From Walter in Mali: March 2012

From Walter in Mali: March 2012

Beacoup de miles since my last missive, as the internet has been elusive here. I arrived 2+ weeks ago in Bamako, Mali. It’s been a wonderful adventure so far. I’m staying with Toumani Diabate and his vast family – what would be extended family for us in the west is all immediate family here. All are together. I participated in Toumani’s kora master class, a first, considering I am playing the kora music on guitar. It’s been amazing – pushing me to really expand and define my approach to playing the kora music on guitar. I’ve played with beautiful Mande musicians on varied instruments and all have been tremendous. The people are kind, soulful and relaxed without exception.

My guitar is being very warmly received here. Last Friday, Toumani invited me to open his show at The Diplomat, a popular concert venue here in Bamako. The audience was a sea of surprise, cocked heads at this white American fellow playing their beloved kora music on guitar. Faces turned to smiles and the entire audience got to clapping heartily to the rhythm of my playing. Tres bon! I’ve played with kora players, guitarists, ngoni players, a hunter playing traditional hunter’s music on a very rough gourd harp called called a simbi. More to follow…

Toumani has been keen to get me together to play with his son, Sidiki, who is a fine and celebrated kora player here. His band is at the top of the Malian charts, and their music includes rapping alongside the kora. We had our first collaborative session yesterday, and it was very fresh and felt magical. Toumani said it was as though a flock of birds flew into the courtyard as soon as we started to play. Sidiki’s playing is full of life. He plays the traditional music but he’s very open. We’re getting together a few times in the coming days and I very much look forward to seeing what transpires.

It is a whole other reality here, so many new experiences both here in Bamako and in my travels. One of the excursions was a trip to Segou with my friend and photographer Douglas, his sweetheart Jane Ann, and two Malian compadres. It was a big weekend in Segou as the annual Festival sur le Niger was taking place. The festival was certainly special, but the most inspiring part of the trip was our visit to the village of Segoukoro. A very old village and ancestral home of Biton Mamary Koulabaly, who created the first government of the Bambara Empire in the early 1700’s. An ancient and exquisite world to my eye, all made of earth, everything. You can feel the age of the culture in the people, their community, their kindness.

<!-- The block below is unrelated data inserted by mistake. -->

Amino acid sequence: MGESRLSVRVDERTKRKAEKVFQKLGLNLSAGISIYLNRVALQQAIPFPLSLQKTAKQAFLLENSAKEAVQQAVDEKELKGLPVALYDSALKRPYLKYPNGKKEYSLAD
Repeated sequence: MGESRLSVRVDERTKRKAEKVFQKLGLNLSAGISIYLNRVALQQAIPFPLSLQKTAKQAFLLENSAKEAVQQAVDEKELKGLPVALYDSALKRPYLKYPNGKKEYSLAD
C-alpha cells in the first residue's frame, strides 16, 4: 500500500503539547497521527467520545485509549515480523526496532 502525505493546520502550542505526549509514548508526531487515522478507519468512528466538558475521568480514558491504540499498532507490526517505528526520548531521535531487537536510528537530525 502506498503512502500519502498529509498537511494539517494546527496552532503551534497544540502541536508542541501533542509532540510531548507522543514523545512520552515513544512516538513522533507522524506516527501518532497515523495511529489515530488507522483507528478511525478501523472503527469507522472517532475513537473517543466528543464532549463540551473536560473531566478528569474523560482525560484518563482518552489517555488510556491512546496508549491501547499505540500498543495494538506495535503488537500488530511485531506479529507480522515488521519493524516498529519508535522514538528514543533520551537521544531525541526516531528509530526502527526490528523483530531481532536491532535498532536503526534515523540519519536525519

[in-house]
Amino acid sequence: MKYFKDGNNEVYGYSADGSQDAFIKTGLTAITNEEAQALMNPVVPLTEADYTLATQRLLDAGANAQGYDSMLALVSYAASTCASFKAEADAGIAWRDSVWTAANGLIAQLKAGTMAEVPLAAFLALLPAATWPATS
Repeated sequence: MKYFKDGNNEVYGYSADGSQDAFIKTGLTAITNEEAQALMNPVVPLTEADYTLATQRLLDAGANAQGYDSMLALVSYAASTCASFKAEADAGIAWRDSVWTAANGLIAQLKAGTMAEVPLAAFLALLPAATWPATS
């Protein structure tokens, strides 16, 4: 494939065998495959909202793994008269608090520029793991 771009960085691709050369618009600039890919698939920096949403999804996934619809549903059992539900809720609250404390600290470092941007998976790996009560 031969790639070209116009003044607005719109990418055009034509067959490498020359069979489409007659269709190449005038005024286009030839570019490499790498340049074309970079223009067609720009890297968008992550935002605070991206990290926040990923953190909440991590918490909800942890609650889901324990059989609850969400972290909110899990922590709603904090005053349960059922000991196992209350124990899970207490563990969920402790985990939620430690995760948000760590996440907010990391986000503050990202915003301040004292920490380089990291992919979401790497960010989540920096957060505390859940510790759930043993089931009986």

We were received by the chief of the village, Koke Koulabaly, the 29th descendant of Biton Koulabaly and actually chief of all Segou. After a time sitting with this calm and regal earthy man conversing through a translator, he summoned Abdoulaye Kouyate who is the griot of the village. Griots are the hereditary musicians of West Africa, born into griot families. Toumani Diabate is a griot.

Abdoulaye plays numerous instruments, his primary instruments being ngoni and guitar. He arrived with his guitar and we jumped right into Bambara music on our 2 guitars.Though my playing is very different from the Mande guitar style, I’m able to approach it in a way that retains the heart of the tunes. Many ah’s! and laughs from friendly staring faces, smiling as I joined in on the Bambara songs. A special kick for me when I included some of the West African rhythmic leanings into my improvisation… a smile and a nod from the chief.

Many more Mali stories to tell, which I’ll save for a future letter. I’m learning much daily – foundations of the kora that are inspiring my guitar playing and improvisation to deepen and grow, traditional songs, the venerable place the kora holds in the culture, the happiness and kindness of a people who materially have so very little. Toumani and his family have been gracious hosts of the first order. I’ve basically been living in a garden of music, a courtyard overflowing with kora music at all times of day and night, numerous griot kora players jamming and teaching their magic, women and children laughing, a constant flow of people and greetings, all generously sharing their soulful ways.

 

It’s been a kaleidoscope of culture and music thus far… More soon –>>